Microsoft-Motorola patent-infringement case to go to trial

Software giant accuses Motorola of seeking excessive royalties for patents covering video streaming and Wi-Fi technology and used in Windows and the Xbox.

Steven Musil Night Editor / News
Steven Musil is the night news editor at CNET News. He's been hooked on tech since learning BASIC in the late '70s. When not cleaning up after his daughter and son, Steven can be found pedaling around the San Francisco Bay Area. Before joining CNET in 2000, Steven spent 10 years at various Bay Area newspapers.
Expertise I have more than 30 years' experience in journalism in the heart of the Silicon Valley.
Steven Musil
3 min read

The patent-infringement dispute between Microsoft and Motorola Mobility is expected to go to trial after a federal judge today rejected motions for summary dissolution filed by both companies.

The case, in which Microsoft accuses Motorola of unfairly seeking excessive royalty payments for patents used in several of the software giant's products, is now scheduled to go to trial in November, according to a Seattle Times report. The Motorola patents in question cover video streaming and Wi-Fi technology that Microsoft uses in Windows and the Xbox.

Today's ruling was in line with comments made in May by U.S. District Judge James Robart, in which he indicated he was inclined to deny both Microsoft and Motorola's motions for summary judgment. Microsoft has asked the court to find that Motorola is seeking unreasonable fees for technology that has become an industry standard. Motorola had requested a judgment that Microsoft forfeited rights to license the patents at reasonable rates when it rejected Motorola's terms without trying to negotiate a better deal.

"While the court will not at this time set forth a legal standard with respect to Motorola's duty to offer its patents in good faith, it is likely that any analysis of Motorola's duty will involve, at least in part, an examination of the intent behind Motorola's offers," Robart said in his 28-page ruling (see below). "Microsoft has only offered testimony tending to show that Motorola understood the financial impact of its offers."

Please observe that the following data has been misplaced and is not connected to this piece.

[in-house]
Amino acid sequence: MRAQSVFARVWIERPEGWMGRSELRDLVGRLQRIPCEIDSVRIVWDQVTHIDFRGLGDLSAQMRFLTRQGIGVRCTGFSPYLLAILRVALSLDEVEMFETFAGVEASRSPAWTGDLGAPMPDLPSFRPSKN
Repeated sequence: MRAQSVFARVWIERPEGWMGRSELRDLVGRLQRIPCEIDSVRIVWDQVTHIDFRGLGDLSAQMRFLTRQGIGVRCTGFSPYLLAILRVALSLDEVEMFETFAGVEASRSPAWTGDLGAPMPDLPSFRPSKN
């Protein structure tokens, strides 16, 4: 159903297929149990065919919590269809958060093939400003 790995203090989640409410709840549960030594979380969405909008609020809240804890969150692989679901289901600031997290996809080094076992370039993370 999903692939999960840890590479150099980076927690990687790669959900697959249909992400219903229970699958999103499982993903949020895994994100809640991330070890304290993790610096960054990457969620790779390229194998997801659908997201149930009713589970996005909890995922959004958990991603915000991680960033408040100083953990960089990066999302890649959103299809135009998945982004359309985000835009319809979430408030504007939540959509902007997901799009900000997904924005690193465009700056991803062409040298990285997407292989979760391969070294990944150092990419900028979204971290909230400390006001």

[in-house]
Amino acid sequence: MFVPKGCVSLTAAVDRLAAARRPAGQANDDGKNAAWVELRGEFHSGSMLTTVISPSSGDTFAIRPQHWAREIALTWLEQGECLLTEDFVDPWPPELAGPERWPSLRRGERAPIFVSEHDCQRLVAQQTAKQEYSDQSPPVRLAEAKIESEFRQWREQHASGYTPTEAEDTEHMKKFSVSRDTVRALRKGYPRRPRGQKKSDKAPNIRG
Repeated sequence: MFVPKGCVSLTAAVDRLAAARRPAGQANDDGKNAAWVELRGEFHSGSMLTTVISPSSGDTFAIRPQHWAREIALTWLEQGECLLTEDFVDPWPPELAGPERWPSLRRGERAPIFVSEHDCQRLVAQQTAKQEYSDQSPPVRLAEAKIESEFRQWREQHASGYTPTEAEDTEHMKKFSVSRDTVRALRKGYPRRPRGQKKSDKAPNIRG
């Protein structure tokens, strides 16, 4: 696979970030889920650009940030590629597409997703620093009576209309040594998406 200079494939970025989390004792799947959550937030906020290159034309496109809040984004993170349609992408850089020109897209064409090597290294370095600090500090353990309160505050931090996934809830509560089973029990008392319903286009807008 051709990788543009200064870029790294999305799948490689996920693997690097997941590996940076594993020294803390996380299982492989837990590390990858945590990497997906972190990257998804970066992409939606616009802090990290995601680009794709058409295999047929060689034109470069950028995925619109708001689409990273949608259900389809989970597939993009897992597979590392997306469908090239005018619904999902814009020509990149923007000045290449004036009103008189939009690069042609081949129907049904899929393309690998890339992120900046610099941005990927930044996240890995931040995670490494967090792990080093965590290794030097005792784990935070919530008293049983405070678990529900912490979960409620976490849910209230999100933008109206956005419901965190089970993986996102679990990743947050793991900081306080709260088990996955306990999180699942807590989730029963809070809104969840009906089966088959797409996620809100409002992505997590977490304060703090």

Microsoft, which has contended that royalty payments could amount to as much as $4 billion a year, offered this statement after the ruling:

"This case is about Motorola breaking its promise to make its standard essential patents available on reasonable terms and putting the price and availability of consumer technology in jeopardy," David Howard, Microsoft's deputy general counsel, said in an e-mailed statement. "Today's decision underscores that Motorola made a promise to the industry, which it now must keep, and we look forward to the November trial to determine the appropriate licensing royalty."

Motorola said it welcomed the chance to prove its case at trial.

"Motorola Mobility has acted in good faith and we will prove that at trial," spokeswoman Jennifer Erickson said in an e-mailed statement. "We are pleased that the court is holding Microsoft to its word -- to license our essential patents just as the vast majority of the industry has done."

The ruling is just the latest episode in a patent battle between the two companies dating back to November 2010 when Microsoft sued Motorola over wireless and video coding patents it used in the Xbox and its smartphones. Microsoft claimed that Motorola is charging excessive royalties for licensing on those patents. Motorola retaliated with its own countersuit, claiming infringement of 16 of its patents by Microsoft's PC and server software, Windows Mobile and Xbox products.

Microsoft has criticized Motorola's desire to sue companies over the H.264 patent, which, as an industry standard, must be offered on FRAND (fair, reasonable, and nondiscriminatory) basis.

Robart granted Microsoft an injunction and temporary restraining order in April that prevented Motorola from blocking imports of Microsoft in Germany until U.S. courts have made a decision about whether Motorola is failing to offer licenses for its H.264 video patent at a reasonable rate.

Microsoft Motorola